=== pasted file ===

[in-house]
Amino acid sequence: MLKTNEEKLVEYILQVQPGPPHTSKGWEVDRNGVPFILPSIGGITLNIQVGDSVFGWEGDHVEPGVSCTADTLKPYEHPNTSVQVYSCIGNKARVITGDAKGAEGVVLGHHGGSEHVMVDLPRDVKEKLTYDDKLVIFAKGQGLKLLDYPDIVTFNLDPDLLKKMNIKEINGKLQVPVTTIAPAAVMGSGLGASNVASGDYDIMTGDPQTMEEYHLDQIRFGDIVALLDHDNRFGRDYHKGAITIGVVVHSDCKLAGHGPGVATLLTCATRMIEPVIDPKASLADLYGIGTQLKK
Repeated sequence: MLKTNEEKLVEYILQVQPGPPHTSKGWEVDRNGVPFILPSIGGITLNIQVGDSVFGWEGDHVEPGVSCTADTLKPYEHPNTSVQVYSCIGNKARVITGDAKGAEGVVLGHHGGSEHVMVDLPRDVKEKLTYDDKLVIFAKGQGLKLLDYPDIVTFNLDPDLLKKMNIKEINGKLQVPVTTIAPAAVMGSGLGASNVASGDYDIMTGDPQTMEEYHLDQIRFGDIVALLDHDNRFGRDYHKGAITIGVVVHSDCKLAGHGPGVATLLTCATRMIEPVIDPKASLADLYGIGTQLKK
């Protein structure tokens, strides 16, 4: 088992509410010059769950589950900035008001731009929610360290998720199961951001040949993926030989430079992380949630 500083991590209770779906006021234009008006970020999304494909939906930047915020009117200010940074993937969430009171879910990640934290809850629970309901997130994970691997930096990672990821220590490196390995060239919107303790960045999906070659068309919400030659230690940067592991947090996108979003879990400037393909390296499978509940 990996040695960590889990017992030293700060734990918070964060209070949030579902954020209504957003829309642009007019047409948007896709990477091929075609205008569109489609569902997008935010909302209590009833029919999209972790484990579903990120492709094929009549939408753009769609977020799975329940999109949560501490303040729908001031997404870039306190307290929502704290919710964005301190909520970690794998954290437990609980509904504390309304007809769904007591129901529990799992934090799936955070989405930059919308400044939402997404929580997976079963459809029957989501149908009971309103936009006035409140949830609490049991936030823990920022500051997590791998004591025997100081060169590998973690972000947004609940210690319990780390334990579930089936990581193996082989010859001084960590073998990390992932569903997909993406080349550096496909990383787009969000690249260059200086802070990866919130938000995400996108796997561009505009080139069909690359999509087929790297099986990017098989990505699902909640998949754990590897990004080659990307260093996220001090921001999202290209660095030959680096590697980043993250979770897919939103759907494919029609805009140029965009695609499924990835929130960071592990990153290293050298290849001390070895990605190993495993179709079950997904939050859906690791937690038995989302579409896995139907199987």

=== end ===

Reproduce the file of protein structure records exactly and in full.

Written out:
[in-house]
Amino acid sequence: MLKTNEEKLVEYILQVQPGPPHTSKGWEVDRNGVPFILPSIGGITLNIQVGDSVFGWEGDHVEPGVSCTADTLKPYEHPNTSVQVYSCIGNKARVITGDAKGAEGVVLGHHGGSEHVMVDLPRDVKEKLTYDDKLVIFAKGQGLKLLDYPDIVTFNLDPDLLKKMNIKEINGKLQVPVTTIAPAAVMGSGLGASNVASGDYDIMTGDPQTMEEYHLDQIRFGDIVALLDHDNRFGRDYHKGAITIGVVVHSDCKLAGHGPGVATLLTCATRMIEPVIDPKASLADLYGIGTQLKK
Repeated sequence: MLKTNEEKLVEYILQVQPGPPHTSKGWEVDRNGVPFILPSIGGITLNIQVGDSVFGWEGDHVEPGVSCTADTLKPYEHPNTSVQVYSCIGNKARVITGDAKGAEGVVLGHHGGSEHVMVDLPRDVKEKLTYDDKLVIFAKGQGLKLLDYPDIVTFNLDPDLLKKMNIKEINGKLQVPVTTIAPAAVMGSGLGASNVASGDYDIMTGDPQTMEEYHLDQIRFGDIVALLDHDNRFGRDYHKGAITIGVVVHSDCKLAGHGPGVATLLTCATRMIEPVIDPKASLADLYGIGTQLKK
């Protein structure tokens, strides 16, 4: 088992509410010059769950589950900035008001731009929610360290998720199961951001040949993926030989430079992380949630 500083991590209770779906006021234009008006970020999304494909939906930047915020009117200010940074993937969430009171879910990640934290809850629970309901997130994970691997930096990672990821220590490196390995060239919107303790960045999906070659068309919400030659230690940067592991947090996108979003879990400037393909390296499978509940 990996040695960590889990017992030293700060734990918070964060209070949030579902954020209504957003829309642009007019047409948007896709990477091929075609205008569109489609569902997008935010909302209590009833029919999209972790484990579903990120492709094929009549939408753009769609977020799975329940999109949560501490303040729908001031997404870039306190307290929502704290919710964005301190909520970690794998954290437990609980509904504390309304007809769904007591129901529990799992934090799936955070989405930059919308400044939402997404929580997976079963459809029957989501149908009971309103936009006035409140949830609490049991936030823990920022500051997590791998004591025997100081060169590998973690972000947004609940210690319990780390334990579930089936990581193996082989010859001084960590073998990390992932569903997909993406080349550096496909990383787009969000690249260059200086802070990866919130938000995400996108796997561009505009080139069909690359999509087929790297099986990017098989990505699902909640998949754990590897990004080659990307260093996220001090921001999202290209660095030959680096590697980043993250979770897919939103759907494919029609805009140029965009695609499924990835929130960071592990990153290293050298290849001390070895990605190993495993179709079950997904939050859906690791937690038995989302579409896995139907199987």